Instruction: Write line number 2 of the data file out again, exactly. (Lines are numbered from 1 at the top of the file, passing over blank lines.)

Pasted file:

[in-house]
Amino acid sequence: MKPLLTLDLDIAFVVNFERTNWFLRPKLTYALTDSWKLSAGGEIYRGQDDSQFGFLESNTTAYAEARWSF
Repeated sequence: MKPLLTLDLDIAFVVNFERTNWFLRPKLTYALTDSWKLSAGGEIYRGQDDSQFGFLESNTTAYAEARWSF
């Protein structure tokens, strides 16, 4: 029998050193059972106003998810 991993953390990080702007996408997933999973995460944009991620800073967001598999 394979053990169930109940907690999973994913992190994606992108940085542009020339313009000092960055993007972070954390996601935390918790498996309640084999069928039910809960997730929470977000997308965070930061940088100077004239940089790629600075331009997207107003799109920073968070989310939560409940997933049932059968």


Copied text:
Amino acid sequence: MKPLLTLDLDIAFVVNFERTNWFLRPKLTYALTDSWKLSAGGEIYRGQDDSQFGFLESNTTAYAEARWSF